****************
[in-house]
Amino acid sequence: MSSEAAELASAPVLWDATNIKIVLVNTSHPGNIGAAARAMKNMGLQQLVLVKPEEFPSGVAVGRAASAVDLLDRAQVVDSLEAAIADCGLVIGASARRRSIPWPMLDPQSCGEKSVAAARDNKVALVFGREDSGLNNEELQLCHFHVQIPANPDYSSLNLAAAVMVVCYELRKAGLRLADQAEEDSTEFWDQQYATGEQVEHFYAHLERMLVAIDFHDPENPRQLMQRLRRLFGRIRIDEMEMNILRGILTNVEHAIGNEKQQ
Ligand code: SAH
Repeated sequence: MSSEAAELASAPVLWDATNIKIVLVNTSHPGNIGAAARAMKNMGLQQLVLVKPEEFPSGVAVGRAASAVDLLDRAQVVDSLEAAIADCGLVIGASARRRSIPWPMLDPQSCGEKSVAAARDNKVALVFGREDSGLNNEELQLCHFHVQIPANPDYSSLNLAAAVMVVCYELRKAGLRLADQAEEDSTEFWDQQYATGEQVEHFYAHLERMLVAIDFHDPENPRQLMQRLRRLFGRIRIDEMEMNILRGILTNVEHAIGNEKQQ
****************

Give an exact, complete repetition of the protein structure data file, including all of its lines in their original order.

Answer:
[in-house]
Amino acid sequence: MSSEAAELASAPVLWDATNIKIVLVNTSHPGNIGAAARAMKNMGLQQLVLVKPEEFPSGVAVGRAASAVDLLDRAQVVDSLEAAIADCGLVIGASARRRSIPWPMLDPQSCGEKSVAAARDNKVALVFGREDSGLNNEELQLCHFHVQIPANPDYSSLNLAAAVMVVCYELRKAGLRLADQAEEDSTEFWDQQYATGEQVEHFYAHLERMLVAIDFHDPENPRQLMQRLRRLFGRIRIDEMEMNILRGILTNVEHAIGNEKQQ
Ligand code: SAH
Repeated sequence: MSSEAAELASAPVLWDATNIKIVLVNTSHPGNIGAAARAMKNMGLQQLVLVKPEEFPSGVAVGRAASAVDLLDRAQVVDSLEAAIADCGLVIGASARRRSIPWPMLDPQSCGEKSVAAARDNKVALVFGREDSGLNNEELQLCHFHVQIPANPDYSSLNLAAAVMVVCYELRKAGLRLADQAEEDSTEFWDQQYATGEQVEHFYAHLERMLVAIDFHDPENPRQLMQRLRRLFGRIRIDEMEMNILRGILTNVEHAIGNEKQQ